Wednesday, March 30, 2011



Ex Captain X and über smart Zach H  (oh! he got game bay bee!) fire up the plowshears into the famous Red Mist Making A 10 Thunderbolt II production centre at the world famous CNAS with a Libyavention Policy Paper.

"Forging a Libya Strategy: Policy Recommendations for 44"

Consisting of four main points co - existing conterminously in the space time continuum - and

"...Argue that U.S. interests in Libya
, which include the protection of civilians and providing momentum to the revolutionary fervor sweeping the region, come at a potentially high cost to the United States. In addition, continued engagement may detract focus and resources away from other critical issues in the region and globally

X's nom d'guerre at
Abu Moqawama heats up the forge to cold rolled steel stats: 

"...The following bullet points will not do justice to the arguments Zack and I advance, so, again, read the entire thing before making a comment. In summary, we argue:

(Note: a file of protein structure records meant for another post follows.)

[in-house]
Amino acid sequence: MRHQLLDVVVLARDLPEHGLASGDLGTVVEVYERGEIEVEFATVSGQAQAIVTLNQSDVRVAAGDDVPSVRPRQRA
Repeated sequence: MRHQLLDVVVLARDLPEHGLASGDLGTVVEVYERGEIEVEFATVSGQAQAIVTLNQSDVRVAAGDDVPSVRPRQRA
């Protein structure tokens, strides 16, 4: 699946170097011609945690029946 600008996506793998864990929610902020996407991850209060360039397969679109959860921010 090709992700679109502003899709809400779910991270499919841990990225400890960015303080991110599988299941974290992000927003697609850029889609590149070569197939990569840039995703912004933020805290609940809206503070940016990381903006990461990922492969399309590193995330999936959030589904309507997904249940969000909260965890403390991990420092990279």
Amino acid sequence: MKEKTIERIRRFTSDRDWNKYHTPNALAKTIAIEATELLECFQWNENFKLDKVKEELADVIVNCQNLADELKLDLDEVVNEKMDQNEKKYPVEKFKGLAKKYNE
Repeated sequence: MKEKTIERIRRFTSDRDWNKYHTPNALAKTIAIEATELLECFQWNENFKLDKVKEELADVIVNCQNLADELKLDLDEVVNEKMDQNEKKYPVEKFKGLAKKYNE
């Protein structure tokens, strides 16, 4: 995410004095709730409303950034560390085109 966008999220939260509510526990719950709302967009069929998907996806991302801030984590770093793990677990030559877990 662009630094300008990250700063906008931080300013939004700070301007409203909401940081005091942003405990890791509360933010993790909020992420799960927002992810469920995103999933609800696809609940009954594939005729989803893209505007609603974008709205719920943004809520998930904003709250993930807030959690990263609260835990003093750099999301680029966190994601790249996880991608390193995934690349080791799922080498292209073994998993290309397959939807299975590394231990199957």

1. No matter what anyone else says, the United States and its allies are at war in Libya.

2. The United States has very few interests in Libya.

3. Unlike with respect to Afghanistan in 2009, the Obama Administration went to war in Libya without a deliberate planning process that forced policy makers to articulate U.S. interests, goals and assumptions. This helps to explain why the administration has had so much difficulty articulating, for the American people, our interests in, goals toward and assumptions about Libya.

4. Now that we're in this mess, a policy of regime change in Libya makes the most sense.

5. We see two possible outcomes in Libya: either a rapid collapse of the regime, or a stalemate. We assess the latter as more likely.

6. In order to avoid the latter and in light of U.S. interests, we believe the United States should establish a structure of incentives to get Moammar Gadhafi to leave. Kinetic military action by U.S. forces is not part of our proposed incentive structure. In fact, we think the United States should halt direct military action and work to broaden the international coalition to include more countries who do have interests in Libya.

7. We should be prepared to accept the status quo antebellum, though. Why? See #2.

The X and Zach score some direct hits yet the ancient meme vClausewitz schwerpunkt'd in Vom Kriege seems...MIA. While policy recco's are not a set piece battle, maybe they should be: